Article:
Supreme Court Saves the Mojave Desert Cross – For Now

Brian Walsh /

United States Supreme Court

The U.S. Supreme Court yesterday handed a defeat to activists and other litigants whose extreme views motivate them to try to eliminate from public life almost every symbol and expression of religion. By a slim 5-4 margin, the Court in Salazar v. Buono reversed the U.S. Court of Appeals for the Ninth Circuit and allowed an 8-foot cross in the Mojave Desert to continue to stand – at least for now. The cross is part of a national memorial for the over 300,000 American soldiers who died in World War I.

Justice Anthony Kennedy authored the primary opinion and concluded that the San Francisco-based Ninth Circuit erred when it held that the U.S. could not carry out Congress’s directive to transfer the small parcel of land on which the memorial is located to the Veterans of Foreign Wars (VFW). The VFW is a private, non-governmental organization, and the Establishment Clause of the First Amendment does not apply to religious activities, expressions, or symbols by private parties.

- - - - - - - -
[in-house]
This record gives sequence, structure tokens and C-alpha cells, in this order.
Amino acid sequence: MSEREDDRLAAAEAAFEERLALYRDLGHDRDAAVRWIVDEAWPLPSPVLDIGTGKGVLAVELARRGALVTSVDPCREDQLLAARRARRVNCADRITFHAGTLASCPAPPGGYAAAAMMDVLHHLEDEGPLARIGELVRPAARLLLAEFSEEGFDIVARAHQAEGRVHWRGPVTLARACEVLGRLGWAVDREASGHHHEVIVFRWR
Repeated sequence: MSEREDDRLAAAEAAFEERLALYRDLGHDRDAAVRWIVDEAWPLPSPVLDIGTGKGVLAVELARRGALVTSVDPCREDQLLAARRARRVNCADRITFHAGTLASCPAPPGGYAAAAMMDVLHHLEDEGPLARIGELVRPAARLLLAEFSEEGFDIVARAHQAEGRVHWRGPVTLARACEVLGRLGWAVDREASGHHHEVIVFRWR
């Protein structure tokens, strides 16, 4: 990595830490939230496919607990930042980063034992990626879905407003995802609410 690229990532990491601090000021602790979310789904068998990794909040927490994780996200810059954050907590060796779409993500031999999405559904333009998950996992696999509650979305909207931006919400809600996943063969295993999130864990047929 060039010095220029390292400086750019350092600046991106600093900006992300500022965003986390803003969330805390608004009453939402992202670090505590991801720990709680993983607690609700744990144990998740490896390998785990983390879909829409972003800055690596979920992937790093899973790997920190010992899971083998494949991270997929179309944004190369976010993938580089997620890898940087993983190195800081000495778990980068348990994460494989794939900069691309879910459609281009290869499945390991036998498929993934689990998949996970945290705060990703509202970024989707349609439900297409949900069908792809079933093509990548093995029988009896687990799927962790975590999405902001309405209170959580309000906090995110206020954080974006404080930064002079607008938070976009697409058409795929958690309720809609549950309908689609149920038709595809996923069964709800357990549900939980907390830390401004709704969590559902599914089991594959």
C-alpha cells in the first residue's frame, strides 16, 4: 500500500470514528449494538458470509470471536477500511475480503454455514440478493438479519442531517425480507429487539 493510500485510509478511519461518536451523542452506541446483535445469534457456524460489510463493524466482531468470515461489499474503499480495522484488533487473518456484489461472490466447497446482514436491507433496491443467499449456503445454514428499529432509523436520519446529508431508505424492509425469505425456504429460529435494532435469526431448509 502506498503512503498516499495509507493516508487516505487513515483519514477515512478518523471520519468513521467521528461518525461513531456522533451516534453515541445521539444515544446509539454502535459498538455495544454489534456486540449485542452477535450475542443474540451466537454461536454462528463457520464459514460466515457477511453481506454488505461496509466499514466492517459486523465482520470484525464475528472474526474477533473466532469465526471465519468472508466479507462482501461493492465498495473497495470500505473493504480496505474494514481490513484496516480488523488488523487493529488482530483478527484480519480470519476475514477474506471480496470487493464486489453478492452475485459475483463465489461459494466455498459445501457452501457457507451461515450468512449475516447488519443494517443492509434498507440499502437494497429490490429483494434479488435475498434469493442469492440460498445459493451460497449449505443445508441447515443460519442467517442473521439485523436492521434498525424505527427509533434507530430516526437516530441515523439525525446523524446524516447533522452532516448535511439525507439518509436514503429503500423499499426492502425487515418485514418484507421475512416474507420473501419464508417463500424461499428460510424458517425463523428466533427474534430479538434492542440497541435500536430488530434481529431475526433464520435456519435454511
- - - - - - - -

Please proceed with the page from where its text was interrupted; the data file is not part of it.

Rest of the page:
Congress passed the law directing transfer of the land to the VFW after the lower federal courts had held that merely having a cross on federal land violated the Establishment Clause. The outlandish basis for the Ninth Circuit’s holding is, as Justice Kennedy put it, that plaintiff Frank Buono, a retired U.S. Park Service employee, “claims to be offended by the presence of a religious symbol on federal land.” (more…)